The tariff classification of goods is one of the most difficult tasks for the people who are responsible for completing the documents relating to the export or import of the goods. Although there are international rules, there are also rules in each of the countries using the Harmonized Commodity Description and Coding System. Do I need to enter a 10-digit, 8-digit or 6-digit code? Do I use the Canadian code or the code of the other country?
The Harmonized System is managed by the World Customs Organization (WCO) and is used by more than 200 countries around the world. Although the majority of these countries have 10-digit codes, some such as Mexico have only 8, and Canada will have 8 for export, 10 for imports and 6 or 8 for use on the certificate Origin of NAFTA depending on the rule of origin.
What you should know is that the first 6 digits are international and should be the same in all countries, but the tariff classification of the goods is still subject to interpretation. Thus, depending on the interpretation made in one country or the other, a decision made by one country may be completely different in another for the same product!
How to find one? There are practical tools that can help you determine the tariff classification of your goods. The first is on the USCBP website (https://rulings.cbp.gov/), the Customs Rulings Online Search System (CROSS), and you can simply insert the keyword that best defines your product, Find all decisions rendered by the USCBP. Of course, although these decisions are formal, you do not have to follow that decision if it does not suit you.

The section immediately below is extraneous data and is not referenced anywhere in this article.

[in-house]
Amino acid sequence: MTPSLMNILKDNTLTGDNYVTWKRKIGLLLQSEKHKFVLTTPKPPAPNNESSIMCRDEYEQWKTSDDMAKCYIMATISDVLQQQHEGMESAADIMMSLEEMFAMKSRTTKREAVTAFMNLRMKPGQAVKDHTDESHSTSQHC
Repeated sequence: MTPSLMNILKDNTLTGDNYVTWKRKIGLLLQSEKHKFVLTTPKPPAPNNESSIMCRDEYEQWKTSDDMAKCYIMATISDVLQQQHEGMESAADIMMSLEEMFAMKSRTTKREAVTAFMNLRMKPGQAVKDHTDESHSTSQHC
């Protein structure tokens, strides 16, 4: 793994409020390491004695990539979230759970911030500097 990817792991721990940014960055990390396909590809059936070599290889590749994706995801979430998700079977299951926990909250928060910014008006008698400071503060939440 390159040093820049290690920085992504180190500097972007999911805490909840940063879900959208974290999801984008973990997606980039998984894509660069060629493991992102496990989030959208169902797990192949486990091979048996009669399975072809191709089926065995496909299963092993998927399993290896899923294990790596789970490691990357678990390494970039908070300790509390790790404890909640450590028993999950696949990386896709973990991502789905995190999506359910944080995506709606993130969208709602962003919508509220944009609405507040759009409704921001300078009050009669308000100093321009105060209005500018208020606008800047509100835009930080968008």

Also on the USCBP website, at the very end of the Harmonized Tariff System (HTS) there is an alphabetical index (https://hts.usitc.gov/current). These two tools can guide you to the appropriate tariff classification of your product, but you should always consider section notes, chapter notes and explanatory notes to properly determine tariff classification. In any case, it will be an opinion!
Tariff classification is the basis for customs compliance, determines the rate of customs duty to be paid on your goods, could determine whether a dumping duty could be payable, whether a supplemental declaration such as the Lacey Act is required and ultimately, Will determine the rule of origin to determine whether your product qualifies for a free trade agreement.
The best advice to give you is to mandate your customs broker to determine the correct tariff classification of your products and if necessary, to obtain a national decision from the customs authorities.
For more information do not hesitate to contact us.
Yves Lacelle, Director, Quebec Region Operations.